BANKRUPTCY CASE NO. 15-11752-WHD ADVERSARY PROCEEDING No. 15-1060-WHD
IT IS ORDERED as set forth below:
IN PROCEEDINGS UNDER CHAPTER 7 OF THE BANKRUPTCY CODE ORDER
Before the Court is the Motion for Entry of Default Judgement filed by the Georgia Department of Human Services (hereinafter "DHS") in the above-captioned adversary proceeding. This matter arises in connection with DHS's complaint contesting the dischargeability of a debt pursuant to § 523(a)(2) of the Bankruptcy Code. This constitutes a core proceeding over which this Court has subject matter jurisdiction. See 28 U.S.C. §§ 157(b)(2)(I), 1334.
11 U.S.C. § 101 et. seq.
Allyson Kayla Greathouse (hereinafter the "Debtor") filed her petition under Chapter 7 of the Bankruptcy Code on August 17, 2015. DHS filed its complaint against the Debtor on November 17, 2015. The Debtor has failed to file a responsive pleading. On May 25, 2016, DHS filed the instant Motion for Default Judgement.
In order to grant default judgement, the Court must first determine that DHS's allegations of fact serve as a sufficient basis for the entry of a judgement. See Nishimatsu Construction Co., Ltd. v. Houston National Bank, 515 F.2d 1200, 1206 (5th Cir. 1975); see also Bonner v. Prichard, 661 F.2d 1206, 1207 (11th Cir. 1981) (stating decisions of the Fifth Circuit prior to September 30, 1981, are binding precedent in the Eleventh Circuit). When evaluating those allegations, the Court notes that "a defaulted defendant is deemed to have admitted the movant's well-pleaded allegations of fact, [but the defendant] is not charged with having admitted 'facts that are not well-pleaded . . . or conclusions of law." Perez v. Wells Fargo, N.A., 774 F.3d 1329, 1339 (11th Cir. 2014) (quoting Cotton v. Mass. Mut. Life Ins. Co., 402 F.3d 1267, 1278 (11th Cir. 2005)). As a final note, Federal Rule of Civil Procedure 54(c) (applicable to adversary proceedings in Bankruptcy through operation of Federal Rule of Bankruptcy Procedure 7054(a)) provides, "A default judgement must not differ in kind from, or exceed in amount, what is demanded in the pleadings." Fed. R. Civ. P. 54(c); see also Fed. R. Bankr. P. 7054(a).
In its complaint, DHS alleges that the Debtor "is liable to [DHS] for . . . food stamp overpayments in the amount of $9,509.29." (Complaint, Doc. No. 1, at ¶ 20). From July 13, 2010 to April 30, 2013 (hereinafter the "Benefit Months"), the Debtor received food stamps amounting to $9,867.00." (Id. at ¶ 9). However, during the Benefit Months, the Debtor failed to report that her employed spouse resided with her. (Id. at ¶ 10). If the Debtor had reported that her employed spouse resided with her, the Debtor would have been ineligible to receive food stamps. After DHS discovered the Debtor's employed spouse was residing with her, the Debtor signed a Waiver of Disqualification Hearing Agreement (hereinafter the "Agreement") that stated the Debtor would pay $118.00 per month as repayment for the food stamps she had wrongly received. (Id. at ¶ 12). Since signing that agreement on December 23, 2013, the Debtor has only paid restitution to DHS in the amount of $357.71. The Debtor's outstanding balance for the food stamps she was ineligible to receive is $9,509.29. (Id. at ¶ 14). DHS seeks a judgment declaring the debt nondischargeable pursuant to § 523(a)(2). (Id. at ¶ 21).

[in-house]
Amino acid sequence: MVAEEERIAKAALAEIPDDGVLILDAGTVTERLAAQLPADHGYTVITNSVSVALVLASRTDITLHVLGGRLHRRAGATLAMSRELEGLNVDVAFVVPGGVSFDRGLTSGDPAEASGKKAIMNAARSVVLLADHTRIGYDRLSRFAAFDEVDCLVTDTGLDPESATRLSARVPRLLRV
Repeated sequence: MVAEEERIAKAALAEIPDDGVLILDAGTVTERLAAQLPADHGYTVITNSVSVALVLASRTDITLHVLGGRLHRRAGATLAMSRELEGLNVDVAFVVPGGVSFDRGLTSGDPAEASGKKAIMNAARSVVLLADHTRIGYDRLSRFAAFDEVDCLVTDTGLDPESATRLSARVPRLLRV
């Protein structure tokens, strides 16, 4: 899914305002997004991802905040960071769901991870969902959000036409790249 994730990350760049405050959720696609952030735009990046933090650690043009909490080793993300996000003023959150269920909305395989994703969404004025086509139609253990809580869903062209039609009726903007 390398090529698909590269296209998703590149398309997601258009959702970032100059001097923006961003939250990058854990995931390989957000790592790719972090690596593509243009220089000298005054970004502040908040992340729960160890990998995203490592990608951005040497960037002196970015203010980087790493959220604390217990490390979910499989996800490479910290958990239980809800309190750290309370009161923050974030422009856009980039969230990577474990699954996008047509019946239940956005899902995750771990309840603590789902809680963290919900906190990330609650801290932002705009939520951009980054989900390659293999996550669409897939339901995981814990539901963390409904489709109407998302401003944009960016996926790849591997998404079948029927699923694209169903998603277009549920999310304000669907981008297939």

By failing to report an employed spouse that resided with her, the Debtor committed an Intentional Program Violation pursuant to 7 C.F.R. § 273.16(c).
The Agreement stated that the Debtor did not admit the facts but knowingly and voluntarily signed the Agreement. --------
The instant Motion fails to specify whether DHS is relying on § 523(a)(2)(A) or § 523(a)(2)(B) for relief. Thus, the Court will consider both statutory provisions to determine whether DHS is entitled to relief. See In re Winston, 114 B.R. 566, 569 (Bankr. N.D. III. 1990). The Court notes that the exceptions to discharge, including § 523(a)(2), should be narrowly and strictly construed. See Gleason v. Thaw, 236 U.S. 558, 562 (1915); In re Hunter, 780 F.2d 1577, 1579 (11th Cir. 1986). Furthermore, a creditor must prove the elements of § 523(a) by a preponderance of the evidence. Grogan v. Garner, 498 U.S. 279, 291 (1991).
The Court will look first at § 523(a)(2)(B). Section 523(a)(2)(B) excepts from discharge:
debts for money property, services, or an extension, renewal, or refinancing of credit, to the extent obtained by:
(B) use of a statement in writing,
11 U.S.C. § 523(a)(2)(B). To obtain relief under § 523(a)(2)(B), the creditor is required to provide the Court with the allegedly false written statement. See In re Manning, 2015 WL 9435405, at *1 (Bankr. N.D. Ga. Dec. 4, 2015) (Drake, J.); In re Winston, 114 B.R. 566, 569 (Bankr. N.D. III. 1990). DHS's complaint and exhibits make no mention of a written statement in which the Debtor is alleged to have misrepresented her financial condition. Thus, DHS is prohibited from obtaining relief under § 523(a)(2)(B) because it has not provided the Court with the necessary written statement.(i) that is materially false